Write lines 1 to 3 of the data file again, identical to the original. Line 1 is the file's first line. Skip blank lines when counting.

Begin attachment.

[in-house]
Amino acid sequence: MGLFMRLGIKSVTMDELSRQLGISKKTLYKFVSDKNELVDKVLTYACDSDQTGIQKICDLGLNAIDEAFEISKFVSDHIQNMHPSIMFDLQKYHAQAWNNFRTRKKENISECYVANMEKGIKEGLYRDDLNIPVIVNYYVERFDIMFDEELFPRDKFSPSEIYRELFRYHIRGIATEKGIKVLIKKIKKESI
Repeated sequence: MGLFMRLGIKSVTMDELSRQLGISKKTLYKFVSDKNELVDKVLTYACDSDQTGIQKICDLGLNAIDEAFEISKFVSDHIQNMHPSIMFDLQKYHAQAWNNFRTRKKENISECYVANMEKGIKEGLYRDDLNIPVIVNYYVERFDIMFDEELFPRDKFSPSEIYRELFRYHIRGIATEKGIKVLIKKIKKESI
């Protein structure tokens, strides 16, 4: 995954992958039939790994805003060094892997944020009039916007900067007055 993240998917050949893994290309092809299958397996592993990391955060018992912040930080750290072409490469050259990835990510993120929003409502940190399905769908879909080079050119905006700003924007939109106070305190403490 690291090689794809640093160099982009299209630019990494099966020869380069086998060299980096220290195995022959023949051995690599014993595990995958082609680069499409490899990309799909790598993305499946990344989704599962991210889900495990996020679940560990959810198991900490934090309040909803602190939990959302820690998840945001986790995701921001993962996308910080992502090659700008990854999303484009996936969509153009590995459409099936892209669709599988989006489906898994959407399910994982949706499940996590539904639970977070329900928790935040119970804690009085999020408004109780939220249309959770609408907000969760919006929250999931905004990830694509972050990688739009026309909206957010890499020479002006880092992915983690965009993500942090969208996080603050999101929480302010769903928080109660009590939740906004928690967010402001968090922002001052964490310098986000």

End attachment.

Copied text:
[in-house]
Amino acid sequence: MGLFMRLGIKSVTMDELSRQLGISKKTLYKFVSDKNELVDKVLTYACDSDQTGIQKICDLGLNAIDEAFEISKFVSDHIQNMHPSIMFDLQKYHAQAWNNFRTRKKENISECYVANMEKGIKEGLYRDDLNIPVIVNYYVERFDIMFDEELFPRDKFSPSEIYRELFRYHIRGIATEKGIKVLIKKIKKESI
Repeated sequence: MGLFMRLGIKSVTMDELSRQLGISKKTLYKFVSDKNELVDKVLTYACDSDQTGIQKICDLGLNAIDEAFEISKFVSDHIQNMHPSIMFDLQKYHAQAWNNFRTRKKENISECYVANMEKGIKEGLYRDDLNIPVIVNYYVERFDIMFDEELFPRDKFSPSEIYRELFRYHIRGIATEKGIKVLIKKIKKESI